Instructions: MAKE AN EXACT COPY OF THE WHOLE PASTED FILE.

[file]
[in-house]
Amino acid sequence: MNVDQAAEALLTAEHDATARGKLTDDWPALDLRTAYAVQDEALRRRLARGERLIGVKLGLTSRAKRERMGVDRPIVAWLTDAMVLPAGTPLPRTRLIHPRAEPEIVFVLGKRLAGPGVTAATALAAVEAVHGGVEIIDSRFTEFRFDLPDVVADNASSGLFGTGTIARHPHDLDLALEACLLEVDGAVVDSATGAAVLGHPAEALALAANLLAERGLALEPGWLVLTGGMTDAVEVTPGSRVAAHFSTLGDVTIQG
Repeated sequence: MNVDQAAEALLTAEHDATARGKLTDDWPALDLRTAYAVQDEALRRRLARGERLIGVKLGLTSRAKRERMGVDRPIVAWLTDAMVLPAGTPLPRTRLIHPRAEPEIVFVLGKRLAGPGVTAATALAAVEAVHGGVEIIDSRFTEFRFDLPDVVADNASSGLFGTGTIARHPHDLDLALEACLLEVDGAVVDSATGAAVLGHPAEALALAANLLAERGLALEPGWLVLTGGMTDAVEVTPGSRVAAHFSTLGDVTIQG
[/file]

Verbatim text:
[in-house]
Amino acid sequence: MNVDQAAEALLTAEHDATARGKLTDDWPALDLRTAYAVQDEALRRRLARGERLIGVKLGLTSRAKRERMGVDRPIVAWLTDAMVLPAGTPLPRTRLIHPRAEPEIVFVLGKRLAGPGVTAATALAAVEAVHGGVEIIDSRFTEFRFDLPDVVADNASSGLFGTGTIARHPHDLDLALEACLLEVDGAVVDSATGAAVLGHPAEALALAANLLAERGLALEPGWLVLTGGMTDAVEVTPGSRVAAHFSTLGDVTIQG
Repeated sequence: MNVDQAAEALLTAEHDATARGKLTDDWPALDLRTAYAVQDEALRRRLARGERLIGVKLGLTSRAKRERMGVDRPIVAWLTDAMVLPAGTPLPRTRLIHPRAEPEIVFVLGKRLAGPGVTAATALAAVEAVHGGVEIIDSRFTEFRFDLPDVVADNASSGLFGTGTIARHPHDLDLALEACLLEVDGAVVDSATGAAVLGHPAEALALAANLLAERGLALEPGWLVLTGGMTDAVEVTPGSRVAAHFSTLGDVTIQG